Articles by Emily St. John Mandel

April 2, 2013

Staff Pick: Terese Svoboda’s Tin God 0

There’s a feeling, reading this book, of encountering something that hasn’t been done before. It seems to me that Terese Svoboda is a true original.

March 29, 2013

I Await The Devil’s Friend Request: On Social Media and Mary MacLane 15

What participation in social media comes down to, I think, is that either you have an instinct for broadcasting your life, or you don’t. Mary MacLane would have been a natural.

March 19, 2013

Lost in the Land of Self-Help: Mohsin Hamid’s How To Get Filthy Rich in Rising Asia 0

Hamid’s flawed but beautifully written new novel follows the trajectory of a self-made man in an unnamed country.

February 22, 2013

Drinking at the End of the World: Lars Iyer’s Exodus 5

Enduring the everyday is relatively straightforward — just keep breathing and putting one foot in front of the other — but how to transcend the everyday, in this world neither you nor I have made?

January 16, 2013

Shadows and Electricity: Juliann Garey’s Too Bright To Hear Too Loud To See 0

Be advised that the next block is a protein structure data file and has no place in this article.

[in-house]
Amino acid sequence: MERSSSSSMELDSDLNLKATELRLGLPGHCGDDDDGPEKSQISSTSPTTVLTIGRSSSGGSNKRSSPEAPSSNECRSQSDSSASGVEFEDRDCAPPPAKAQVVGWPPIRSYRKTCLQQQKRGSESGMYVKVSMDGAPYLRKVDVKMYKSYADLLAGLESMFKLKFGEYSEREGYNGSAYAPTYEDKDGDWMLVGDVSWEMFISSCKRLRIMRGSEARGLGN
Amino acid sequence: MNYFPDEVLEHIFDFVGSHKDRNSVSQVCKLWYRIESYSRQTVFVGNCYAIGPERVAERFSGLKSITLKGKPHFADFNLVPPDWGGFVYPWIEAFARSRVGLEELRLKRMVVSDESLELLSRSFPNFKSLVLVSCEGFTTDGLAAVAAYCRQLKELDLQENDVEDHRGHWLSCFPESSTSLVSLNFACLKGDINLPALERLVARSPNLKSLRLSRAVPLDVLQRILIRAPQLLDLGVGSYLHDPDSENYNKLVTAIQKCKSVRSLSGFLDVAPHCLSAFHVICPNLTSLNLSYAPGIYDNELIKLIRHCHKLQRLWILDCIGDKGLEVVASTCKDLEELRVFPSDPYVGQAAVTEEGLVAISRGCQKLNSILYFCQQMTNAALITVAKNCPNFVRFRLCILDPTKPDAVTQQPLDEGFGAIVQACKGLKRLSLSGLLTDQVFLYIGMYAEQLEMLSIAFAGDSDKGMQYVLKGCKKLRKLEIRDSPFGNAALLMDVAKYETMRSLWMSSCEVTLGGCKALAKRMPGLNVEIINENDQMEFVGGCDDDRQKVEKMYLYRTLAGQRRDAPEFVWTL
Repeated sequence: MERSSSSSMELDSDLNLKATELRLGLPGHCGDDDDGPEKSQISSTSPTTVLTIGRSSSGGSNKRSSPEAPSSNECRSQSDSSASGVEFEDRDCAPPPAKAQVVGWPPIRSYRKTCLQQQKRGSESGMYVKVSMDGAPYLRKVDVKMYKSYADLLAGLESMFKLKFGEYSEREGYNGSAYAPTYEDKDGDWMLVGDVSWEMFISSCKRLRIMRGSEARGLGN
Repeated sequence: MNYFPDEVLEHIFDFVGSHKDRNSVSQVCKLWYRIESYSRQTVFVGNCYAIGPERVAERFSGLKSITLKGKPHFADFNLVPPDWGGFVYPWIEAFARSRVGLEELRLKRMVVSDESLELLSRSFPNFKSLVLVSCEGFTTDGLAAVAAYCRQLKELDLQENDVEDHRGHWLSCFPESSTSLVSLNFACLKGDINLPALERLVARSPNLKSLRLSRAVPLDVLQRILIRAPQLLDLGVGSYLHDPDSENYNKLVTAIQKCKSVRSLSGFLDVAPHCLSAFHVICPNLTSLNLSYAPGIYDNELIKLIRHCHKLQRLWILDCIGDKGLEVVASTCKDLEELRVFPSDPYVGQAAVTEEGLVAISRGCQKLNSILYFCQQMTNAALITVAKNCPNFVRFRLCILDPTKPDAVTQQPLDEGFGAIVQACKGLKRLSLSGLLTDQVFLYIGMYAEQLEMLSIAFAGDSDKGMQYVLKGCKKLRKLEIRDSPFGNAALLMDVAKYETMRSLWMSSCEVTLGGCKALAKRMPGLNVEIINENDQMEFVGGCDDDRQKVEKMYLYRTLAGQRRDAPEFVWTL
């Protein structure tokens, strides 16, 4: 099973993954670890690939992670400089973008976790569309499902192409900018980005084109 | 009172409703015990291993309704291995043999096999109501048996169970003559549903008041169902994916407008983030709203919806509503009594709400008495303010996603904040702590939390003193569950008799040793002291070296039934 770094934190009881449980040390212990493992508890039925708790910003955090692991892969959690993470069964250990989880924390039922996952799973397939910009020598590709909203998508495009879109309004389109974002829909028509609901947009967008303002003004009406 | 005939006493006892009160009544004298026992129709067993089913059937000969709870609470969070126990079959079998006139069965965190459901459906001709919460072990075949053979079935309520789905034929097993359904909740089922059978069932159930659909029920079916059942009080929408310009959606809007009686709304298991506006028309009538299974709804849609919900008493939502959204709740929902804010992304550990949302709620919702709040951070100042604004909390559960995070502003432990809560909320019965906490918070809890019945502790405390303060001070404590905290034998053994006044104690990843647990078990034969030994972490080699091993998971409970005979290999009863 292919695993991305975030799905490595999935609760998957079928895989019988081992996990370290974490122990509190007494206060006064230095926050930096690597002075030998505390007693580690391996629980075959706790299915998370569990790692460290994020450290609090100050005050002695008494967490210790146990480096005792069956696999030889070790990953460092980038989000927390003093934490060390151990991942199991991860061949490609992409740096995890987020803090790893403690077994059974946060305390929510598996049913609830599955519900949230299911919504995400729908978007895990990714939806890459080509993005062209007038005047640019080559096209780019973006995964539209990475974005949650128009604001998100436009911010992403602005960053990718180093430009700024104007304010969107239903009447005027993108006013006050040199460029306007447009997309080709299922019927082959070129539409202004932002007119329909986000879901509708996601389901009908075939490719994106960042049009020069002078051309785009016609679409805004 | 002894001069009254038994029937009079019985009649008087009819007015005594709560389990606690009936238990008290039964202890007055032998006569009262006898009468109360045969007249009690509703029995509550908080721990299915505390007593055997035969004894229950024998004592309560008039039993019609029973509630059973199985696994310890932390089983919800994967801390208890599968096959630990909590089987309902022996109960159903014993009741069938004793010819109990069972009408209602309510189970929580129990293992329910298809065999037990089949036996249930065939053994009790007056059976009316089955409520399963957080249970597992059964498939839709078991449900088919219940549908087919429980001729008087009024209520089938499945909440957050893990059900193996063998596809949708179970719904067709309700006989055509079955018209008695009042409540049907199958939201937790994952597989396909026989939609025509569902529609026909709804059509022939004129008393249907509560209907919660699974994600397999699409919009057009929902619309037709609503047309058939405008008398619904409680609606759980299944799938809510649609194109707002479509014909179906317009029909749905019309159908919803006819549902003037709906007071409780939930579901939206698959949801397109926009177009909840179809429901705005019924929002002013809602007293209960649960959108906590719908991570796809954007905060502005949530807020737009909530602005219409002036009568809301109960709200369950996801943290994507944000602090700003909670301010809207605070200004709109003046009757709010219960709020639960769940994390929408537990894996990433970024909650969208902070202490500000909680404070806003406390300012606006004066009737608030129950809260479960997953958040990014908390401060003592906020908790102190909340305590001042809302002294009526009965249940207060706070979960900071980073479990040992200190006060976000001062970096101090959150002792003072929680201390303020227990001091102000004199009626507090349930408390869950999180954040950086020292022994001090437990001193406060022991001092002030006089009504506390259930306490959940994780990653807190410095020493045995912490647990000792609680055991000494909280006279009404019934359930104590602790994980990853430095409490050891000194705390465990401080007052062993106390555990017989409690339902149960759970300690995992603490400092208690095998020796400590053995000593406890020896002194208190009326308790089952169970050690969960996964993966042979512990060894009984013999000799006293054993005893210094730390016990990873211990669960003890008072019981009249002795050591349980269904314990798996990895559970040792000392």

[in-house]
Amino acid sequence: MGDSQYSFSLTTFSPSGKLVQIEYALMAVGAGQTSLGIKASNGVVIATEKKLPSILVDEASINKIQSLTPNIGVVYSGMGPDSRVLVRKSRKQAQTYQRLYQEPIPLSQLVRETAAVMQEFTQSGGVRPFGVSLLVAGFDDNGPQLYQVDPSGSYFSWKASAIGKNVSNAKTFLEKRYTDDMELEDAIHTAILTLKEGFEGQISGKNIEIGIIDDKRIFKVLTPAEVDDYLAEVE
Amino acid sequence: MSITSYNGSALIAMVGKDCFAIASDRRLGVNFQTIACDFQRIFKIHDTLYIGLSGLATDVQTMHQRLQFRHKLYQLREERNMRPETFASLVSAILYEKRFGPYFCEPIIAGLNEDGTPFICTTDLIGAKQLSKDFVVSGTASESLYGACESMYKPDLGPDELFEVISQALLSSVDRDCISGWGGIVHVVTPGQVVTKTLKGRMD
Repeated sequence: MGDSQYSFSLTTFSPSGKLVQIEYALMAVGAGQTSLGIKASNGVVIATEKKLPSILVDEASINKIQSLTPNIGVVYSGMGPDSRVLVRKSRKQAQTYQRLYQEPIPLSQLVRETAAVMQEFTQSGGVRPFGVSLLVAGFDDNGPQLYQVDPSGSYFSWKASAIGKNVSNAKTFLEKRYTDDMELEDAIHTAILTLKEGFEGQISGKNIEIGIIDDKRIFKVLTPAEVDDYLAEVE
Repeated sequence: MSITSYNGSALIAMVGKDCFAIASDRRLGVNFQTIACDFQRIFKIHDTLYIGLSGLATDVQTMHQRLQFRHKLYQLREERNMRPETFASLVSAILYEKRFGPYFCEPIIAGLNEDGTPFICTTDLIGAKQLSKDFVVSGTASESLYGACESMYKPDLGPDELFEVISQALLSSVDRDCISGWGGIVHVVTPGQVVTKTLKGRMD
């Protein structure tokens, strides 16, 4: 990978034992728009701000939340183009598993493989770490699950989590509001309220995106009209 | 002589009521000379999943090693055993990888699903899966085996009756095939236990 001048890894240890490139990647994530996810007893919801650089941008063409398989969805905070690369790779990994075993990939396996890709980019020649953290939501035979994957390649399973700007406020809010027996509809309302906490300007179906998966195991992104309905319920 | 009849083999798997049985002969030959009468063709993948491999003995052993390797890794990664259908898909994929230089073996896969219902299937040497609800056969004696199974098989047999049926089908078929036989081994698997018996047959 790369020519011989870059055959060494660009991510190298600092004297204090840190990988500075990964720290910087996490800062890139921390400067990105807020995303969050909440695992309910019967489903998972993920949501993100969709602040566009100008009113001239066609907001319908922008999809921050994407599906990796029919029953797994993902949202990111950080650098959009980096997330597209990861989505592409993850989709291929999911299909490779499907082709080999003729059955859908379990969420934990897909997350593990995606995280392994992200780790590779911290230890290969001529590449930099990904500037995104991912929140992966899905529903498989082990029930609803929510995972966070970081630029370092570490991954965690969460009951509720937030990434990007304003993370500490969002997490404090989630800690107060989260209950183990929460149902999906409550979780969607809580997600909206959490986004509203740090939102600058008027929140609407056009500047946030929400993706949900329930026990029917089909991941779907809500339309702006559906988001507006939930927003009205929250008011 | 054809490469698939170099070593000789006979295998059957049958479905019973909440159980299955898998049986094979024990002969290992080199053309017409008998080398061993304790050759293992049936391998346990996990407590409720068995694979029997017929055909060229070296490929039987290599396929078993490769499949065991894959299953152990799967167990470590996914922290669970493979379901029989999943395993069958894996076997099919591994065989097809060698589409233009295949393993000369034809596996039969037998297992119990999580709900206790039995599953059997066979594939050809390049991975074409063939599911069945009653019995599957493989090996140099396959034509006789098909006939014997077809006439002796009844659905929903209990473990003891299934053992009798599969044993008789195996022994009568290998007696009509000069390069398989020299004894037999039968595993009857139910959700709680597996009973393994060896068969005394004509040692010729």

Greyson Todd is a man on a wire. He has excelled as a studio executive in Hollywood, and has everything that one’s supposed to want: a kind and supportive spouse, a lovely child. Money, beautiful house, glamourous career. But he’s been hiding a bipolar disorder for two decades, and it’s getting harder and harder to breathe.

December 9, 2012

A Year in Reading: Emily St. John Mandel 2

It’s a mesmerizing, precisely-written, sad, and very violent tale, with unexpected flashes of humor.

November 29, 2012

A Younger, Stranger America: On Harry Houdini’s The Right Way to Do Wrong 0

The collection functions as a glimpse into a fascinating world of low-rent, high-risk stunt performing that’s largely faded away.

November 27, 2012

Invisible Borders: Mohsin Hamid’s Moth Smoke 0

Hamid’s first novel, recently re-released, was published not long after Pakistan tested its first nuclear weapons, and the arms race between Pakistan and India form the jittery backdrop to a harrowing story of a man’s descent.

October 18, 2012

Back in the USSR: On Maurice DeKobra’s The Madonna of the Sleeping Cars 0

This is the kind of book that gets described as “a delightful romp” in press materials, and that’s not an inaccurate description of a book that functions beautifully as both send-up of high society and globe-spanning adventure story, but the novel has a deathly serious core.

October 15, 2012

Strange Long Dream: Justin Cronin’s The Twelve 3

Once again Cronin has superbly handled the difficult task of writing a character-driven adventure story. The vampires remain terrifying, but they’re arguably less terrifying than the humans who have decided to collaborate with them in order to survive.